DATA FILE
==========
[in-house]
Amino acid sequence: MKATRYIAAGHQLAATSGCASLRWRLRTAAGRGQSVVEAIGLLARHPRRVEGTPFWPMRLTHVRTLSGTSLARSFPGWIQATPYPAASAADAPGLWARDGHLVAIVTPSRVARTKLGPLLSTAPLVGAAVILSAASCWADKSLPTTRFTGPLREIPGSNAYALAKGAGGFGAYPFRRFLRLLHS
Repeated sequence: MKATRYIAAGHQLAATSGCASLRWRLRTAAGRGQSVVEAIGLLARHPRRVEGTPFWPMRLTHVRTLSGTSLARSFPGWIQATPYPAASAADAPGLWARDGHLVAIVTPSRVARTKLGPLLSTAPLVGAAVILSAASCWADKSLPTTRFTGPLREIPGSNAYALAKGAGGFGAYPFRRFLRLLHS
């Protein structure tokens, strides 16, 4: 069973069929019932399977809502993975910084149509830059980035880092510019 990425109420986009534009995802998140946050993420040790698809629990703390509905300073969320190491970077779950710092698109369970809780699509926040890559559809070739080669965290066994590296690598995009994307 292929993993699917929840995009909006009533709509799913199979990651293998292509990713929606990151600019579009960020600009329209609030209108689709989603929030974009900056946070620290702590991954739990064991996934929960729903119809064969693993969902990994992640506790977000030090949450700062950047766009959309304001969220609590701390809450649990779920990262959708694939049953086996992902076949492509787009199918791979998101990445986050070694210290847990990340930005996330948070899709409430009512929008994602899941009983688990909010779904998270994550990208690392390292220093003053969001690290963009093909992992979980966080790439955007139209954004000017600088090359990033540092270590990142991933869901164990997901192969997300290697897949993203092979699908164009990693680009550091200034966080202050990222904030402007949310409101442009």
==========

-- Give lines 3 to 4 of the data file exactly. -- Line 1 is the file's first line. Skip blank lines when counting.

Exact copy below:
Repeated sequence: MKATRYIAAGHQLAATSGCASLRWRLRTAAGRGQSVVEAIGLLARHPRRVEGTPFWPMRLTHVRTLSGTSLARSFPGWIQATPYPAASAADAPGLWARDGHLVAIVTPSRVARTKLGPLLSTAPLVGAAVILSAASCWADKSLPTTRFTGPLREIPGSNAYALAKGAGGFGAYPFRRFLRLLHS
């Protein structure tokens, strides 16, 4: 069973069929019932399977809502993975910084149509830059980035880092510019 990425109420986009534009995802998140946050993420040790698809629990703390509905300073969320190491970077779950710092698109369970809780699509926040890559559809070739080669965290066994590296690598995009994307 292929993993699917929840995009909006009533709509799913199979990651293998292509990713929606990151600019579009960020600009329209609030209108689709989603929030974009900056946070620290702590991954739990064991996934929960729903119809064969693993969902990994992640506790977000030090949450700062950047766009959309304001969220609590701390809450649990779920990262959708694939049953086996992902076949492509787009199918791979998101990445986050070694210290847990990340930005996330948070899709409430009512929008994602899941009983688990909010779904998270994550990208690392390292220093003053969001690290963009093909992992979980966080790439955007139209954004000017600088090359990033540092270590990142991933869901164990997901192969997300290697897949993203092979699908164009990693680009550091200034966080202050990222904030402007949310409101442009």